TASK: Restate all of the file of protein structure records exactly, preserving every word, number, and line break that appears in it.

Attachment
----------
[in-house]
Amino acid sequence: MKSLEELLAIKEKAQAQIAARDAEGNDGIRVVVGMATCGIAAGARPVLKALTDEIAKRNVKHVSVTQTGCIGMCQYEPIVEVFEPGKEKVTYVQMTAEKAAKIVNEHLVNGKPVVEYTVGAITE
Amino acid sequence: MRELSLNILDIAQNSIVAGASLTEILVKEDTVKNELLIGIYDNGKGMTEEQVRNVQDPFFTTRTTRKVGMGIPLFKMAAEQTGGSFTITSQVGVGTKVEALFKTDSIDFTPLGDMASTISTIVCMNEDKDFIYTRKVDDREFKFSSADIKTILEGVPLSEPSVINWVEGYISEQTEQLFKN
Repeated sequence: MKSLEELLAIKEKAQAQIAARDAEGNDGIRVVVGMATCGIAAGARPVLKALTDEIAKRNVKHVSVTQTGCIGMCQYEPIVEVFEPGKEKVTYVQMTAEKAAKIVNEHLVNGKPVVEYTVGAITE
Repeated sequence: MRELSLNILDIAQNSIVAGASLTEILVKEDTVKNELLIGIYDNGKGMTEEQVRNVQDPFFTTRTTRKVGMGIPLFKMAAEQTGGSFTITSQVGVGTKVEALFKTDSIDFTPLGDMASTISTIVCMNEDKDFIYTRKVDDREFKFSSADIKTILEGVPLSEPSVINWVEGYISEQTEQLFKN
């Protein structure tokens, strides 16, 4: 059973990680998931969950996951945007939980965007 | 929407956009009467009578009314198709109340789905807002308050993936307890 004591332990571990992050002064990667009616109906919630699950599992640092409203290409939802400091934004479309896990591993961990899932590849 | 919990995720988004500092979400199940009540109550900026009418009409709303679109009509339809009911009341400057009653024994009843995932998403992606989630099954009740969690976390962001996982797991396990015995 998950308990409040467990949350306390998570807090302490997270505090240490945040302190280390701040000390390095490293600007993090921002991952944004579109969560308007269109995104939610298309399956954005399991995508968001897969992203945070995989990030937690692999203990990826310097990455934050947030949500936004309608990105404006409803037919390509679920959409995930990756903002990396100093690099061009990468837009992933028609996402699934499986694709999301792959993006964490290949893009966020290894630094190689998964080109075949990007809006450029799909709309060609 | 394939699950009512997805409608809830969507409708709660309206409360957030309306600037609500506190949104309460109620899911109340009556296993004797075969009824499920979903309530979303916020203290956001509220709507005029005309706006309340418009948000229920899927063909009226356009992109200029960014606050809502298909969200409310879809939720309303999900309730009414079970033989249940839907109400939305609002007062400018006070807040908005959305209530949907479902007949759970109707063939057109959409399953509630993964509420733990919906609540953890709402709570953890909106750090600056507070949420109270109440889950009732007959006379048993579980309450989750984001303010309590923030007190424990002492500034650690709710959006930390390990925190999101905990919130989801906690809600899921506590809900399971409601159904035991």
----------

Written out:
[in-house]
Amino acid sequence: MKSLEELLAIKEKAQAQIAARDAEGNDGIRVVVGMATCGIAAGARPVLKALTDEIAKRNVKHVSVTQTGCIGMCQYEPIVEVFEPGKEKVTYVQMTAEKAAKIVNEHLVNGKPVVEYTVGAITE
Amino acid sequence: MRELSLNILDIAQNSIVAGASLTEILVKEDTVKNELLIGIYDNGKGMTEEQVRNVQDPFFTTRTTRKVGMGIPLFKMAAEQTGGSFTITSQVGVGTKVEALFKTDSIDFTPLGDMASTISTIVCMNEDKDFIYTRKVDDREFKFSSADIKTILEGVPLSEPSVINWVEGYISEQTEQLFKN
Repeated sequence: MKSLEELLAIKEKAQAQIAARDAEGNDGIRVVVGMATCGIAAGARPVLKALTDEIAKRNVKHVSVTQTGCIGMCQYEPIVEVFEPGKEKVTYVQMTAEKAAKIVNEHLVNGKPVVEYTVGAITE
Repeated sequence: MRELSLNILDIAQNSIVAGASLTEILVKEDTVKNELLIGIYDNGKGMTEEQVRNVQDPFFTTRTTRKVGMGIPLFKMAAEQTGGSFTITSQVGVGTKVEALFKTDSIDFTPLGDMASTISTIVCMNEDKDFIYTRKVDDREFKFSSADIKTILEGVPLSEPSVINWVEGYISEQTEQLFKN
């Protein structure tokens, strides 16, 4: 059973990680998931969950996951945007939980965007 | 929407956009009467009578009314198709109340789905807002308050993936307890 004591332990571990992050002064990667009616109906919630699950599992640092409203290409939802400091934004479309896990591993961990899932590849 | 919990995720988004500092979400199940009540109550900026009418009409709303679109009509339809009911009341400057009653024994009843995932998403992606989630099954009740969690976390962001996982797991396990015995 998950308990409040467990949350306390998570807090302490997270505090240490945040302190280390701040000390390095490293600007993090921002991952944004579109969560308007269109995104939610298309399956954005399991995508968001897969992203945070995989990030937690692999203990990826310097990455934050947030949500936004309608990105404006409803037919390509679920959409995930990756903002990396100093690099061009990468837009992933028609996402699934499986694709999301792959993006964490290949893009966020290894630094190689998964080109075949990007809006450029799909709309060609 | 394939699950009512997805409608809830969507409708709660309206409360957030309306600037609500506190949104309460109620899911109340009556296993004797075969009824499920979903309530979303916020203290956001509220709507005029005309706006309340418009948000229920899927063909009226356009992109200029960014606050809502298909969200409310879809939720309303999900309730009414079970033989249940839907109400939305609002007062400018006070807040908005959305209530949907479902007949759970109707063939057109959409399953509630993964509420733990919906609540953890709402709570953890909106750090600056507070949420109270109440889950009732007959006379048993579980309450989750984001303010309590923030007190424990002492500034650690709710959006930390390990925190999101905990919130989801906690809600899921506590809900399971409601159904035991």